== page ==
A woman with wide eyes and a tense expression in a post about agraphobia

An irrational fear

Irrational fears differ fundamentally from rational fears. The latter are responses to real dangers, like injuries from falls or snake bites. Irrational fears, however, are often about benign situations. They can become so pervasive that they disrupt normal living.

These fears frequently originate from traumatic childhood events. For instance, a dog scare in childhood might lead to a lifelong cautious approach around dogs. But when the fear escalates to the point of avoiding all outdoor activities to evade dogs, it transforms into an irrational fear. Such fears can be directed at seemingly harmless objects or situations, like balloons or sleeping, and are often indicative of other phobias.

The defining characteristic of these fears is their disproportionate impact on one's life, often without any real justification.[4]

What Is Agraphobia?

Agraphobia, also known as Contreltophobia, is aspecial kind of fear. People with this fear are really scared of sexual abuse or rape. This fear is so strong that it makes them very anxious and upset. Because of this, they might avoid places or situations where they feel scared, even if there's no real danger.

This fear can really change how someone lives. It's more than just being careful; it's afear that can stop them from doing normal things. It's important for these people to get help from a doctor or therapist. These experts can help them feel less scared and live a better life.[5]

Prevalence of Agraphobia?

As adults we have the capacity to identify and avoid potentially abusive situations, therefore agraphobia is more prevalent among children and teenagers who do not have that same capacity. In most cases, adults with agraphobia have mentally carried over a sexually traumatic event from their childhood or teenage years.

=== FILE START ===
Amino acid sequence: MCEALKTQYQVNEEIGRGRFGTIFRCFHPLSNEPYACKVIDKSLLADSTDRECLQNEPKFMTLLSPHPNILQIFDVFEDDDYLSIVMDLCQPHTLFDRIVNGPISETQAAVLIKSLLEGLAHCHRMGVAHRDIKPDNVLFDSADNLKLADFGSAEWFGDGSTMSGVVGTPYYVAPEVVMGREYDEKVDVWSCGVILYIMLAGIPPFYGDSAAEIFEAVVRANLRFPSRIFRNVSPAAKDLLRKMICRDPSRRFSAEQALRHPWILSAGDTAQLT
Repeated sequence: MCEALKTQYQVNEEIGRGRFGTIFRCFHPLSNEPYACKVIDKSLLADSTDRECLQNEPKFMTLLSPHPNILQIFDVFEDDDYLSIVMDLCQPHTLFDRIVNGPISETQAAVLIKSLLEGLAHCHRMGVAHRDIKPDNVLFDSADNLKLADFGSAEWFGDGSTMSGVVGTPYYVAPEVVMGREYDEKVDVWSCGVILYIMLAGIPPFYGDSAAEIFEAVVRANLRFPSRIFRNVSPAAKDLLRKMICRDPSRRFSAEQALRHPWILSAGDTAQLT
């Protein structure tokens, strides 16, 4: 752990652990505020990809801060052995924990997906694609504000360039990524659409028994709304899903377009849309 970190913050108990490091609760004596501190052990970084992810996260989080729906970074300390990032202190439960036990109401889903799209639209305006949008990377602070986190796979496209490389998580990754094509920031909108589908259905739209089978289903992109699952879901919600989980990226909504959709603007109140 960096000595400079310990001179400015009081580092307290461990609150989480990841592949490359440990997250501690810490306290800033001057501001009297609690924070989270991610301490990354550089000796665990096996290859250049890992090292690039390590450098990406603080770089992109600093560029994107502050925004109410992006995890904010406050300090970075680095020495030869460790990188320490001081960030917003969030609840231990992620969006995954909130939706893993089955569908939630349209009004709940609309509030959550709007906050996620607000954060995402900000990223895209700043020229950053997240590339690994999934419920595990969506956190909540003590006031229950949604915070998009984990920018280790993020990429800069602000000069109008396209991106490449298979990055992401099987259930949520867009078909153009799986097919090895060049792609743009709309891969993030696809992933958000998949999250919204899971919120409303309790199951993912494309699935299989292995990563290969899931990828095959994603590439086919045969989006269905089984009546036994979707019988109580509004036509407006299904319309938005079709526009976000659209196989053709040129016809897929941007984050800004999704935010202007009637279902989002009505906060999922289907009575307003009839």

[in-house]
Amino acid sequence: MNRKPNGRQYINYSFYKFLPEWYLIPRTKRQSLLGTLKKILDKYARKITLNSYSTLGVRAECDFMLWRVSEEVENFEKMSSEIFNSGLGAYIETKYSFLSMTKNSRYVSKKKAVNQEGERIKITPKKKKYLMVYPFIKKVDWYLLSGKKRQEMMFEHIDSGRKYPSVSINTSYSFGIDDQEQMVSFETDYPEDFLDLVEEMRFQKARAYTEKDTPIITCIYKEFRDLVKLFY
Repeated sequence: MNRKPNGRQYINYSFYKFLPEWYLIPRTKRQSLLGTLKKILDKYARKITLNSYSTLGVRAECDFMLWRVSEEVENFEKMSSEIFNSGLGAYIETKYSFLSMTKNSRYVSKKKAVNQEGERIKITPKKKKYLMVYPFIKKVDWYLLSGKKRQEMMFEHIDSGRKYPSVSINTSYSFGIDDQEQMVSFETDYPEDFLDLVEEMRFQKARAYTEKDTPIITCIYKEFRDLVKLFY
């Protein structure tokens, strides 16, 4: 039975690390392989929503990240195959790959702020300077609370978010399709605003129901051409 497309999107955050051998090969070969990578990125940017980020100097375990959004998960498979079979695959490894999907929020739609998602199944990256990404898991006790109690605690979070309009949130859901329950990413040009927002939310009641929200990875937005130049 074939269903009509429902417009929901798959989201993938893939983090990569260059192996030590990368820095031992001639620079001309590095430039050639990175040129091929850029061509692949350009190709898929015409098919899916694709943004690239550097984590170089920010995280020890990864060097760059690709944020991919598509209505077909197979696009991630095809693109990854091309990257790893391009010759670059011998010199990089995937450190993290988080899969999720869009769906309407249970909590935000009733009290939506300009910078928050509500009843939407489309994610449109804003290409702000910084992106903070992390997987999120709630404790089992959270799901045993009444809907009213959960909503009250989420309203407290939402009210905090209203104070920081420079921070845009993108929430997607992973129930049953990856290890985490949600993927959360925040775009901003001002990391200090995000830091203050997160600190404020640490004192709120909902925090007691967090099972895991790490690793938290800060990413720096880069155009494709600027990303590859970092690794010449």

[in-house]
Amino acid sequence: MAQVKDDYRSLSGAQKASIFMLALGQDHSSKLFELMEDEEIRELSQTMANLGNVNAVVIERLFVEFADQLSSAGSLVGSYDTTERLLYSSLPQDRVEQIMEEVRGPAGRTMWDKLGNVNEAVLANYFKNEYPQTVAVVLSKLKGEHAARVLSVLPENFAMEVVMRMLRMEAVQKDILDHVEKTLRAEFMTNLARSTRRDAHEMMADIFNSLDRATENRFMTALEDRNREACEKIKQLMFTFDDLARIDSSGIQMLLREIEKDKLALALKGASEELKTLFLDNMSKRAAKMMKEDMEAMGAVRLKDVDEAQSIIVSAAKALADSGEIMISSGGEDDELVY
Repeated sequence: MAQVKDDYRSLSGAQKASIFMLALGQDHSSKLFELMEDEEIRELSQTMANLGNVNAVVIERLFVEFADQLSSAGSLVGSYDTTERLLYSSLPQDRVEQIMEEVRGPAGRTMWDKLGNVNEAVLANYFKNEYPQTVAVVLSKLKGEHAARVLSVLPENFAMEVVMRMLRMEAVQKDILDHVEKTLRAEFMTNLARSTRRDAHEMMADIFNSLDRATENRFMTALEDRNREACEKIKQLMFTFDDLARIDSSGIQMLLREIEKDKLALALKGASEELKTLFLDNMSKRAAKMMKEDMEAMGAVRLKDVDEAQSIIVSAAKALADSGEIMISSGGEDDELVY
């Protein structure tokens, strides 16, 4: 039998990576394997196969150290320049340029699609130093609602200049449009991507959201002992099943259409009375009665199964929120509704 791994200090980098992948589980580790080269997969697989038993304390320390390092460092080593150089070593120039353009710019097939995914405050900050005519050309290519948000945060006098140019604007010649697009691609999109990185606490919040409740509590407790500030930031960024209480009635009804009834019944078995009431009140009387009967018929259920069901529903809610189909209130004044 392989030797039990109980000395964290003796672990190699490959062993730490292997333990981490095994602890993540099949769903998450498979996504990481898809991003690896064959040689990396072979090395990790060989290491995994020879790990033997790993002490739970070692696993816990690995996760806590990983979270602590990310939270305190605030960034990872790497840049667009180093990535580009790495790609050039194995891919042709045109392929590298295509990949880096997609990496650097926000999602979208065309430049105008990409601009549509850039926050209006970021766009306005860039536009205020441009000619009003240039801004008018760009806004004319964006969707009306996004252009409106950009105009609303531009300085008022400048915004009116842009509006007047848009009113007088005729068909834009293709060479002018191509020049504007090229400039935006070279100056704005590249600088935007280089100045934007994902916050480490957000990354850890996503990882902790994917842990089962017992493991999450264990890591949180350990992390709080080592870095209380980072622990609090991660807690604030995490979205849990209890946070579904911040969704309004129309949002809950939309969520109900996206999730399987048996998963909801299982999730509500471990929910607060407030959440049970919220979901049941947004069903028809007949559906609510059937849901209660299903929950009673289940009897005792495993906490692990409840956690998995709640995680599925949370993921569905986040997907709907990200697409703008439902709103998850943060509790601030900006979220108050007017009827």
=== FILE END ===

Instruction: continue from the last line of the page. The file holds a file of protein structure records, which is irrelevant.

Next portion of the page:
A young woman hiding behind her legs in a post about agraphobia

Causes of Agraphobia

  • Being forced to sit on an adult's lap when not wanting to
  • Sharing a bath or shower with an adult when not wanting to
  • Accidental touching of body parts through clothing by an adult
  • Unwarranted affection from an adult
  • Witnessing incidences of sexual abuse
  • Being a victim of sexual abuse
  • Experiences such as bereavement, divorce, or job loss can trigger the onset of this phobia
  • Mental illnesses like depression, anorexia nervosa, or bulimia may increase the risk of developing agraphobia
  • Misuse of substances[6][7]

Genes or Heredity

Twin studies conducted by our group have found phobias in adults to be moderately heritable (30–40%), with phobia subtypes having overlapping genetic and environmental influences as well as subtype-specific factors.[8]This suggests that, for reasons that are genetic, some individuals are more prone to mental disorders, anxiety attacks, or even severe panic attacks than others.

When trying to explain the reasons for their repeated panic attacks, anxiety disorders, or behaviors that are not easily understood by others, an adult with aphobia might attribute it to genetic factors and family history. They often express uncertainty about the causes of their actions, saying, "I don't know why I did that. It very possibly has something to do with my genes and my family history or heredity."

A woman being robbed in a post about agraphobia

Mental Health and Anxiety Disorder - a Double-Edged Sword of Concern

People with agraphobia often feel very embarrassed during apanic attack. They try hard to avoid situations that might be embarrassing. This makes their friends and family worried about their mental health. This worry has two sides.

Firstly, loved ones want to help. They encourage the person with agraphobia to get professional help for their anxiety and mental health issues.

But, there's another side. This push for help can make the person with agraphobia even more determined not to feel embarrassed. They think, "If I don't get embarrassed, they won't say I need help." So, they start avoiding normal activities to prevent panic attacks and stress.